Sarah from Yes and Yes posted a link to an article from Gala Darling that basically says that too many options actually make us miserable. That might seem counterintuitive given the fact that we’re all rather obsessed with our smartphones (er, I don’t have one) that make it easy to text, listen to music, shop online, and pin our wishlists on Pinterest all at the same time, but I feel like that could be hitting the overkill mark. This is coming from a person who’s in the market for a new phone (the buttons… don’t work) and is fully aware that if she were to enter the iPhone world, she would probably be doing all of these things simultaneously, PLUS harassing her boyfriend via Facetime. (“Do I look cute from this angle?”) But knowing this is why I hesitate to enter the iPhone world. That, and I don’t want to spend iPhone money every month. See how the minor detail of needing a new phone sends me to this place of inner conflict?!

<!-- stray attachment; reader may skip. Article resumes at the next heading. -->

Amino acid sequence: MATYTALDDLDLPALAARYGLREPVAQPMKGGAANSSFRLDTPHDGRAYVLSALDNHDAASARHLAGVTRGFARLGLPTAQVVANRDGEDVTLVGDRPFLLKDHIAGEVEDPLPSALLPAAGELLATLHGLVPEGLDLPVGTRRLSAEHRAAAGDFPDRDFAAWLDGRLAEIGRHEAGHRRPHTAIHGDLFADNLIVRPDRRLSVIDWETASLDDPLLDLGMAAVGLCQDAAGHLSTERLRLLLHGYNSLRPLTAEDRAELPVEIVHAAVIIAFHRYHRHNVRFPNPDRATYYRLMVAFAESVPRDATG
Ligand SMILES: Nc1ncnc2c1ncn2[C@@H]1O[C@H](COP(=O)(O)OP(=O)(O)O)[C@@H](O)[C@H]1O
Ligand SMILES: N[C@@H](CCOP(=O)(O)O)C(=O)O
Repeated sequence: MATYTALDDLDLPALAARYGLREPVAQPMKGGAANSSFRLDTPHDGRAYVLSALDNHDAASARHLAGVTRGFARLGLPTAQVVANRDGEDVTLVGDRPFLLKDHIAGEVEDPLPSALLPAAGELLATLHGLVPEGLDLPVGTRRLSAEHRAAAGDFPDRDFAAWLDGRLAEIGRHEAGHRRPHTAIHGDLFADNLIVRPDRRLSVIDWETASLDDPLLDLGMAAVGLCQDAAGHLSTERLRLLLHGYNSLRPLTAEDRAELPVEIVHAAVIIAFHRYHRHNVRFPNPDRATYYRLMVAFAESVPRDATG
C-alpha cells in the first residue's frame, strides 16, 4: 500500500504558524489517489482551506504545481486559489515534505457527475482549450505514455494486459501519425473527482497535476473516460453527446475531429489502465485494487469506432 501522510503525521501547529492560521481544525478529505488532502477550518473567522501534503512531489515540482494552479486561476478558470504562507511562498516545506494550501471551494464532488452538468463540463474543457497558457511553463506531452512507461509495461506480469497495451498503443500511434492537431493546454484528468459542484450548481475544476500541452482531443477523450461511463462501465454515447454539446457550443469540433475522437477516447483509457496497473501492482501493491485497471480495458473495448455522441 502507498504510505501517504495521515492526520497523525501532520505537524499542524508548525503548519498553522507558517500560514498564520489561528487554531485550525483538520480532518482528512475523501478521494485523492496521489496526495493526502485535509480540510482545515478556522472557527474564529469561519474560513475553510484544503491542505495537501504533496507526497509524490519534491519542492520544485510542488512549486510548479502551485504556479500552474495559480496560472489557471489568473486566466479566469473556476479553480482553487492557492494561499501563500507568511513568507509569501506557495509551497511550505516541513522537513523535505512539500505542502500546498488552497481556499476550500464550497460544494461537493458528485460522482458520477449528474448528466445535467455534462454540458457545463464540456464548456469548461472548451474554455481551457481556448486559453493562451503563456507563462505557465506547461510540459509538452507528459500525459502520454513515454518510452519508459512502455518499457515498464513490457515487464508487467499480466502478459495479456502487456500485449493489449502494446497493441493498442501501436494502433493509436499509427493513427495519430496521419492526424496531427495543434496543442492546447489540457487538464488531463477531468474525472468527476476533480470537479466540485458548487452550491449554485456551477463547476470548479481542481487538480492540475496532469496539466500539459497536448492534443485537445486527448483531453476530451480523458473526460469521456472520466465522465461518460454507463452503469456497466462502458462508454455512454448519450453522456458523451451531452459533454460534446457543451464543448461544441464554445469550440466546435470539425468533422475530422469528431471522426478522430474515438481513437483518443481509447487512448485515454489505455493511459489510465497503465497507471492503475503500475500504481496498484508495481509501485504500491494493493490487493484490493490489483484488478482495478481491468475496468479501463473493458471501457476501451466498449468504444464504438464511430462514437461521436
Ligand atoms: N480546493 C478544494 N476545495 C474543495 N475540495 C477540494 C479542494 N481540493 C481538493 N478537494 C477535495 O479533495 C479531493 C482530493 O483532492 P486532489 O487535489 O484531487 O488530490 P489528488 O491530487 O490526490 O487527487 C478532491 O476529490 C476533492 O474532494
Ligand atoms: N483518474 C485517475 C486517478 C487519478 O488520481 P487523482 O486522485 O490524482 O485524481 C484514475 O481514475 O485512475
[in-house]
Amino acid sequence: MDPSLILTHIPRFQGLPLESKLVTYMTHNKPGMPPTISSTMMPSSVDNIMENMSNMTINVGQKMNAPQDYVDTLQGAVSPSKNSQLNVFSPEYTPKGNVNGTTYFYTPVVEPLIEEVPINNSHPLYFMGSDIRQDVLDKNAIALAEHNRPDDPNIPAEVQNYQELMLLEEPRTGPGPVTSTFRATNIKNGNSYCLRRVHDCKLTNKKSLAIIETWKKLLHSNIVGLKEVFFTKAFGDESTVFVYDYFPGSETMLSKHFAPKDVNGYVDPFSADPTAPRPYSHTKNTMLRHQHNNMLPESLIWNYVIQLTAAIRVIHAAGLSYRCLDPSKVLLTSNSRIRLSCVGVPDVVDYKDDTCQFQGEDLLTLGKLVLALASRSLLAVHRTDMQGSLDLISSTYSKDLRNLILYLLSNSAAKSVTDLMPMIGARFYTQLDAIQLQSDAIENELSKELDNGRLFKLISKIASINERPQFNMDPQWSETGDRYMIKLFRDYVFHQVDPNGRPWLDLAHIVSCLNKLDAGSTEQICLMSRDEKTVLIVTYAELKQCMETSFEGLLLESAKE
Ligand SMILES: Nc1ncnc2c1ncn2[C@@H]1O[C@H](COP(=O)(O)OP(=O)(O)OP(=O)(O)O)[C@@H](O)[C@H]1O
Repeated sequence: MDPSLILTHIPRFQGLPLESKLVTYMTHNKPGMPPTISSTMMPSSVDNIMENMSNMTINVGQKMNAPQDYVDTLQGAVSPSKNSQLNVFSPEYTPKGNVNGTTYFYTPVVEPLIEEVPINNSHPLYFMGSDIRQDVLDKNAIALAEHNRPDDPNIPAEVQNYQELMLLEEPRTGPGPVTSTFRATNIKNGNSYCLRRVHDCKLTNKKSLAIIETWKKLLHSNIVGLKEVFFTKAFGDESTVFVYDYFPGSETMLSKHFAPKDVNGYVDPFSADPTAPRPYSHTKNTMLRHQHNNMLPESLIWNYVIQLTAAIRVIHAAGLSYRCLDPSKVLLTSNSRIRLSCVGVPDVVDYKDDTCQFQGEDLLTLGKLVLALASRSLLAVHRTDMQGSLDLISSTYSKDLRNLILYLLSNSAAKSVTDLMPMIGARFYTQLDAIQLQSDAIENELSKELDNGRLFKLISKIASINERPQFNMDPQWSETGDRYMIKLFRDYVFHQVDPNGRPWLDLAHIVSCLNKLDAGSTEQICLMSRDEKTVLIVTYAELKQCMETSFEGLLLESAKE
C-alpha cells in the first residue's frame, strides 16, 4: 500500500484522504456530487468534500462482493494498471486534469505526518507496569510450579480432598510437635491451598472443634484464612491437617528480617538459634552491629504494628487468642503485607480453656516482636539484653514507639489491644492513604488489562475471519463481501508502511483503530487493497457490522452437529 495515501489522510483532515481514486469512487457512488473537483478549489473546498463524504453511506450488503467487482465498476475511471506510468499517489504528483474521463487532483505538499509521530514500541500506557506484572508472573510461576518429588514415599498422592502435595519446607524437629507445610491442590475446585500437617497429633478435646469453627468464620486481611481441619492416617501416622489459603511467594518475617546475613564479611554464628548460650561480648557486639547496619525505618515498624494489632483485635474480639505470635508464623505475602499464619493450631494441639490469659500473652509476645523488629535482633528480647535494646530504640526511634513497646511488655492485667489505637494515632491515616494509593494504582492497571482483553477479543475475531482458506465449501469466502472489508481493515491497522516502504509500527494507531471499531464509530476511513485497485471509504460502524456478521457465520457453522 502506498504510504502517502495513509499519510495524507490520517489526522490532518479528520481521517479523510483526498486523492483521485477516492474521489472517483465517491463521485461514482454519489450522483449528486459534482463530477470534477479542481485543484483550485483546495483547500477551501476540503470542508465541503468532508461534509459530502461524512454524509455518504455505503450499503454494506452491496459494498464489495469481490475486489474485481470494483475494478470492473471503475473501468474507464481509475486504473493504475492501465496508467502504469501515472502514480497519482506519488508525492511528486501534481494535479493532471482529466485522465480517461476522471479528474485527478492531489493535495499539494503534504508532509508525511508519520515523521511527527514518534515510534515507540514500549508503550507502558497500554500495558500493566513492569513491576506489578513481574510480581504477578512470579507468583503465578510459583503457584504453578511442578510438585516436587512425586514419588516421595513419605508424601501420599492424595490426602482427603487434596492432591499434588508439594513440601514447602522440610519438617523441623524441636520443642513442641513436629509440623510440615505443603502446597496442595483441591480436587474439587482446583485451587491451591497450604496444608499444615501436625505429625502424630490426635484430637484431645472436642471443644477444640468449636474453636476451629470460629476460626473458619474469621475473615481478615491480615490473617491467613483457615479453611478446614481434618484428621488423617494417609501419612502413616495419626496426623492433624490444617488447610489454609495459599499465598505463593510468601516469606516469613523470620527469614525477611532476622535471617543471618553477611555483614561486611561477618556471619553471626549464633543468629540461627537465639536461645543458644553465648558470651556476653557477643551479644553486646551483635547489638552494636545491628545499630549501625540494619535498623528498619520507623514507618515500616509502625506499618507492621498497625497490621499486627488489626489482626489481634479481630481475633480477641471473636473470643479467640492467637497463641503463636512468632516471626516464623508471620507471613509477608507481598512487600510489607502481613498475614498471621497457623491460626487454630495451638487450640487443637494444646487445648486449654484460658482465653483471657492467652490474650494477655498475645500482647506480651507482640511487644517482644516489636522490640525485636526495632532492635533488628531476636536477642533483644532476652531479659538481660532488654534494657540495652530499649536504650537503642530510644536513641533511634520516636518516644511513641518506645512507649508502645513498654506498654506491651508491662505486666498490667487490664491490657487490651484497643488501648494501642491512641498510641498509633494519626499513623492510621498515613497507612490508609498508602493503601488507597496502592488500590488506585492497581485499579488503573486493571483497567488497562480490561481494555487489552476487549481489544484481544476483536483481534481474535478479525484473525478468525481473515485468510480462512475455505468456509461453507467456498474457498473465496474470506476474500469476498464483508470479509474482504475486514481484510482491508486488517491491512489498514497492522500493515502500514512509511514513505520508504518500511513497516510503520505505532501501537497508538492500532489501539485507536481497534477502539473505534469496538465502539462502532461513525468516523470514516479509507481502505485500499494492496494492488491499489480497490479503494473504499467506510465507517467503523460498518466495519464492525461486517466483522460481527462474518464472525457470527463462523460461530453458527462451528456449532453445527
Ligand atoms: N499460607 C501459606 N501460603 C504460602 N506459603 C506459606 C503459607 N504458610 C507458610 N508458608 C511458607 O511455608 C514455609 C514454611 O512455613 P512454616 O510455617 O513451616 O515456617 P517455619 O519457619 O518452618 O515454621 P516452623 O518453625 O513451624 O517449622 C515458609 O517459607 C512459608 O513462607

I could get used to this kind of toilet for that kind of view.

Not that my inevitable new phone has to be an iPhone. (Anything that holds a charge will do.) But my eventual new computer–which will be a reality soon–will be a Macbook. It’s a purchase I look forward to because it will simplify my writing experience. Not having my Internet freeze up or my PC overheat in the middle of an assignment will be a blessing, but the $1,800 dollar blow to my bank account will be less than so. I mean, I can handle it–it’s an investment. But we all know that it’s when we make purchases like this that our cars also end up needing $3,000 repairs. I was much less of a self-imposed killjoy whilst saving up for my first two laptops when all I did was obsess over which song lyrics to put in my AIM profile.

“And this is where I keep all four pairs of my shoes!”